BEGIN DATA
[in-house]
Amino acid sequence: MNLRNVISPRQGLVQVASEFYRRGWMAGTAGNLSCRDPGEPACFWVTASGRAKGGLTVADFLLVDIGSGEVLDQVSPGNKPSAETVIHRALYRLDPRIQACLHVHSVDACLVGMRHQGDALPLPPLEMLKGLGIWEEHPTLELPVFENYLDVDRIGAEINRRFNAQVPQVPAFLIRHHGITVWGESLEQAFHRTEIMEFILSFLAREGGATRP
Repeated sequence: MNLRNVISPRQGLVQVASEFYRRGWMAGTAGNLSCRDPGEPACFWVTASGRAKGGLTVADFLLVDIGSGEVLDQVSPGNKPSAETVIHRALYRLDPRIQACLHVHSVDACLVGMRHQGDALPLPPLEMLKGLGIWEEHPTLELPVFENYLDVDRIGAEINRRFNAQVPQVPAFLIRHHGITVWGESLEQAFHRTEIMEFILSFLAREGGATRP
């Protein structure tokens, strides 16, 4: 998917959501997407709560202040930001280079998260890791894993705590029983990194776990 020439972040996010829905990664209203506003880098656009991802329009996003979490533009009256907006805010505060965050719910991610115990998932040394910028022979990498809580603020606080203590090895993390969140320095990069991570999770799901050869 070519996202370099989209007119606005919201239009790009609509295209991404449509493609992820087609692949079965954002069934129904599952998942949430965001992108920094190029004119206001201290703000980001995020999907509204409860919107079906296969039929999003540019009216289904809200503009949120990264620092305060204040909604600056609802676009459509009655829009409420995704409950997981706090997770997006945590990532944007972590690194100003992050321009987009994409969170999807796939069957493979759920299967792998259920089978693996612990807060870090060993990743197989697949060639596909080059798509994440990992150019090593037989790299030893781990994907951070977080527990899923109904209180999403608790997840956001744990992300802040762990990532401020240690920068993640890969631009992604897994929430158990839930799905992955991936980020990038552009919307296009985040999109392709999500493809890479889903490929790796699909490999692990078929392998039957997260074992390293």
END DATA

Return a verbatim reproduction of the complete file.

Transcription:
[in-house]
Amino acid sequence: MNLRNVISPRQGLVQVASEFYRRGWMAGTAGNLSCRDPGEPACFWVTASGRAKGGLTVADFLLVDIGSGEVLDQVSPGNKPSAETVIHRALYRLDPRIQACLHVHSVDACLVGMRHQGDALPLPPLEMLKGLGIWEEHPTLELPVFENYLDVDRIGAEINRRFNAQVPQVPAFLIRHHGITVWGESLEQAFHRTEIMEFILSFLAREGGATRP
Repeated sequence: MNLRNVISPRQGLVQVASEFYRRGWMAGTAGNLSCRDPGEPACFWVTASGRAKGGLTVADFLLVDIGSGEVLDQVSPGNKPSAETVIHRALYRLDPRIQACLHVHSVDACLVGMRHQGDALPLPPLEMLKGLGIWEEHPTLELPVFENYLDVDRIGAEINRRFNAQVPQVPAFLIRHHGITVWGESLEQAFHRTEIMEFILSFLAREGGATRP
């Protein structure tokens, strides 16, 4: 998917959501997407709560202040930001280079998260890791894993705590029983990194776990 020439972040996010829905990664209203506003880098656009991802329009996003979490533009009256907006805010505060965050719910991610115990998932040394910028022979990498809580603020606080203590090895993390969140320095990069991570999770799901050869 070519996202370099989209007119606005919201239009790009609509295209991404449509493609992820087609692949079965954002069934129904599952998942949430965001992108920094190029004119206001201290703000980001995020999907509204409860919107079906296969039929999003540019009216289904809200503009949120990264620092305060204040909604600056609802676009459509009655829009409420995704409950997981706090997770997006945590990532944007972590690194100003992050321009987009994409969170999807796939069957493979759920299967792998259920089978693996612990807060870090060993990743197989697949060639596909080059798509994440990992150019090593037989790299030893781990994907951070977080527990899923109904209180999403608790997840956001744990992300802040762990990532401020240690920068993640890969631009992604897994929430158990839930799905992955991936980020990038552009919307296009985040999109392709999500493809890479889903490929790796699909490999692990078929392998039957997260074992390293």